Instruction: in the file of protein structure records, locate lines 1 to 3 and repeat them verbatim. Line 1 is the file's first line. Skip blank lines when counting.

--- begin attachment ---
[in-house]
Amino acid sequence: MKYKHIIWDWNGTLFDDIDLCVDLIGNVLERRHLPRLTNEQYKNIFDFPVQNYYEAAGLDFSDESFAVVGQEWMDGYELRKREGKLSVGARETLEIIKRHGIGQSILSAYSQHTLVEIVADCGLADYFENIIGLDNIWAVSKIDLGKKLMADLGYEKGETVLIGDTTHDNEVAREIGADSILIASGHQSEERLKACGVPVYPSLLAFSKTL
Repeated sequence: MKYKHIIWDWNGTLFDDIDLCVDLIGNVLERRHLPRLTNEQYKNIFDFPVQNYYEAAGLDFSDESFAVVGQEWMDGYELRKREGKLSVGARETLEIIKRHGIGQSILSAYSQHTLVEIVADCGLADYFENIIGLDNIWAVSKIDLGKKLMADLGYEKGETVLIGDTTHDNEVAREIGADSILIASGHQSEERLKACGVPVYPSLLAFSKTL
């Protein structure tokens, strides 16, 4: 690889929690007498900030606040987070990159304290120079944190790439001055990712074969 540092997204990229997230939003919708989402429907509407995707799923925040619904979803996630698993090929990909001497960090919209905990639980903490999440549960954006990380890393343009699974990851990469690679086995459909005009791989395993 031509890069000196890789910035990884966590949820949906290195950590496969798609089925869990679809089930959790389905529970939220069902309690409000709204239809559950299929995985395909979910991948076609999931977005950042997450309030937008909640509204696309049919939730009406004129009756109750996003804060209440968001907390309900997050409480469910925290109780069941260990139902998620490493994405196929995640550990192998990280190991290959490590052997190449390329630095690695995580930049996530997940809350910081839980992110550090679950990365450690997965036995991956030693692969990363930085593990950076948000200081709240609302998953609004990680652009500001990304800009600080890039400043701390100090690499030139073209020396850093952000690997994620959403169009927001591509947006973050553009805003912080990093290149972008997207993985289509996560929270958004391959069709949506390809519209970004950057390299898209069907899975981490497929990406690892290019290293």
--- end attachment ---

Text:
[in-house]
Amino acid sequence: MKYKHIIWDWNGTLFDDIDLCVDLIGNVLERRHLPRLTNEQYKNIFDFPVQNYYEAAGLDFSDESFAVVGQEWMDGYELRKREGKLSVGARETLEIIKRHGIGQSILSAYSQHTLVEIVADCGLADYFENIIGLDNIWAVSKIDLGKKLMADLGYEKGETVLIGDTTHDNEVAREIGADSILIASGHQSEERLKACGVPVYPSLLAFSKTL
Repeated sequence: MKYKHIIWDWNGTLFDDIDLCVDLIGNVLERRHLPRLTNEQYKNIFDFPVQNYYEAAGLDFSDESFAVVGQEWMDGYELRKREGKLSVGARETLEIIKRHGIGQSILSAYSQHTLVEIVADCGLADYFENIIGLDNIWAVSKIDLGKKLMADLGYEKGETVLIGDTTHDNEVAREIGADSILIASGHQSEERLKACGVPVYPSLLAFSKTL